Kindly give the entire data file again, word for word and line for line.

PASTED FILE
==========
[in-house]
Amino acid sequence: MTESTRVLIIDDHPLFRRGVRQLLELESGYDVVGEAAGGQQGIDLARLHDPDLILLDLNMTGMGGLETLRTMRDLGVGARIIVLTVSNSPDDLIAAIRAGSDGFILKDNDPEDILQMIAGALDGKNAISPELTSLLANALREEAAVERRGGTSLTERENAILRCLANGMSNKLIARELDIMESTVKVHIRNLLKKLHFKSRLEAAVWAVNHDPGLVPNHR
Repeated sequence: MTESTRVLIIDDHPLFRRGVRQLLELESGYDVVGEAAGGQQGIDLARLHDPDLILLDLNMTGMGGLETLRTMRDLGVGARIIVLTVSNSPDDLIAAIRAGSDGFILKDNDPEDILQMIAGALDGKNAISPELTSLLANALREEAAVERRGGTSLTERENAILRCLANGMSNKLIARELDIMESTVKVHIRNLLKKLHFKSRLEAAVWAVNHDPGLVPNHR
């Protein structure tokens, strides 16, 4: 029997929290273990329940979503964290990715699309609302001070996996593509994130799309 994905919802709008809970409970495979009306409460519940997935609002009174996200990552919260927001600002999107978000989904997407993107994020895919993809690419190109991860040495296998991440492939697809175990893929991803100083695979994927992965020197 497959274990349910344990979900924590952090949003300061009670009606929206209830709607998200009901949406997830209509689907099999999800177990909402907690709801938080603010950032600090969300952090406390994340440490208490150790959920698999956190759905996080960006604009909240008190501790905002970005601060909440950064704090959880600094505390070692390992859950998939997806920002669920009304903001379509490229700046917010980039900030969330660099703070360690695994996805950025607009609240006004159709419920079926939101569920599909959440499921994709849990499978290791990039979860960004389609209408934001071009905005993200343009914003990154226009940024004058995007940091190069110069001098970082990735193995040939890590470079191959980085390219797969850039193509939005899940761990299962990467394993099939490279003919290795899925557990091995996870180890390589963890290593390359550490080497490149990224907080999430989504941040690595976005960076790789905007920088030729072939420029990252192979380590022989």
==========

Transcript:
[in-house]
Amino acid sequence: MTESTRVLIIDDHPLFRRGVRQLLELESGYDVVGEAAGGQQGIDLARLHDPDLILLDLNMTGMGGLETLRTMRDLGVGARIIVLTVSNSPDDLIAAIRAGSDGFILKDNDPEDILQMIAGALDGKNAISPELTSLLANALREEAAVERRGGTSLTERENAILRCLANGMSNKLIARELDIMESTVKVHIRNLLKKLHFKSRLEAAVWAVNHDPGLVPNHR
Repeated sequence: MTESTRVLIIDDHPLFRRGVRQLLELESGYDVVGEAAGGQQGIDLARLHDPDLILLDLNMTGMGGLETLRTMRDLGVGARIIVLTVSNSPDDLIAAIRAGSDGFILKDNDPEDILQMIAGALDGKNAISPELTSLLANALREEAAVERRGGTSLTERENAILRCLANGMSNKLIARELDIMESTVKVHIRNLLKKLHFKSRLEAAVWAVNHDPGLVPNHR
């Protein structure tokens, strides 16, 4: 029997929290273990329940979503964290990715699309609302001070996996593509994130799309 994905919802709008809970409970495979009306409460519940997935609002009174996200990552919260927001600002999107978000989904997407993107994020895919993809690419190109991860040495296998991440492939697809175990893929991803100083695979994927992965020197 497959274990349910344990979900924590952090949003300061009670009606929206209830709607998200009901949406997830209509689907099999999800177990909402907690709801938080603010950032600090969300952090406390994340440490208490150790959920698999956190759905996080960006604009909240008190501790905002970005601060909440950064704090959880600094505390070692390992859950998939997806920002669920009304903001379509490229700046917010980039900030969330660099703070360690695994996805950025607009609240006004159709419920079926939101569920599909959440499921994709849990499978290791990039979860960004389609209408934001071009905005993200343009914003990154226009940024004058995007940091190069110069001098970082990735193995040939890590470079191959980085390219797969850039193509939005899940761990299962990467394993099939490279003919290795899925557990091995996870180890390589963890290593390359550490080497490149990224907080999430989504941040690595976005960076790789905007920088030729072939420029990252192979380590022989």